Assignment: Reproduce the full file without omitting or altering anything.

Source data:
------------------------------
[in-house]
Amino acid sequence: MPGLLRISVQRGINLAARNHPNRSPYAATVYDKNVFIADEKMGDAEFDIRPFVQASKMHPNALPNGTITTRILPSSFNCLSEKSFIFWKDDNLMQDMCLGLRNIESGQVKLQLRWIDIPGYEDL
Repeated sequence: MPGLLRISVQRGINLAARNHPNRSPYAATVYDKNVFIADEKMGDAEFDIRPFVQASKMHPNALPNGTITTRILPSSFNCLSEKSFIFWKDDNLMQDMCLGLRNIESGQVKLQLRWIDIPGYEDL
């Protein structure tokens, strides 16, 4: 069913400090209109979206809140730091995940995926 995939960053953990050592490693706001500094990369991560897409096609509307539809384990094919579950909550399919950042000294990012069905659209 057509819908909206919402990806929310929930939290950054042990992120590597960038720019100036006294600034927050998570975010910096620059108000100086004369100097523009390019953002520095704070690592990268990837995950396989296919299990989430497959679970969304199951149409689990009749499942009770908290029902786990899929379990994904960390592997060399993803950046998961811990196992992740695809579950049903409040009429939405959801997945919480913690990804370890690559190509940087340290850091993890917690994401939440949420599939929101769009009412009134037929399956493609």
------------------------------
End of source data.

[in-house]
Amino acid sequence: MPGLLRISVQRGINLAARNHPNRSPYAATVYDKNVFIADEKMGDAEFDIRPFVQASKMHPNALPNGTITTRILPSSFNCLSEKSFIFWKDDNLMQDMCLGLRNIESGQVKLQLRWIDIPGYEDL
Repeated sequence: MPGLLRISVQRGINLAARNHPNRSPYAATVYDKNVFIADEKMGDAEFDIRPFVQASKMHPNALPNGTITTRILPSSFNCLSEKSFIFWKDDNLMQDMCLGLRNIESGQVKLQLRWIDIPGYEDL
């Protein structure tokens, strides 16, 4: 069913400090209109979206809140730091995940995926 995939960053953990050592490693706001500094990369991560897409096609509307539809384990094919579950909550399919950042000294990012069905659209 057509819908909206919402990806929310929930939290950054042990992120590597960038720019100036006294600034927050998570975010910096620059108000100086004369100097523009390019953002520095704070690592990268990837995950396989296919299990989430497959679970969304199951149409689990009749499942009770908290029902786990899929379990994904960390592997060399993803950046998961811990196992992740695809579950049903409040009429939405959801997945919480913690990804370890690559190509940087340290850091993890917690994401939440949420599939929101769009009412009134037929399956493609």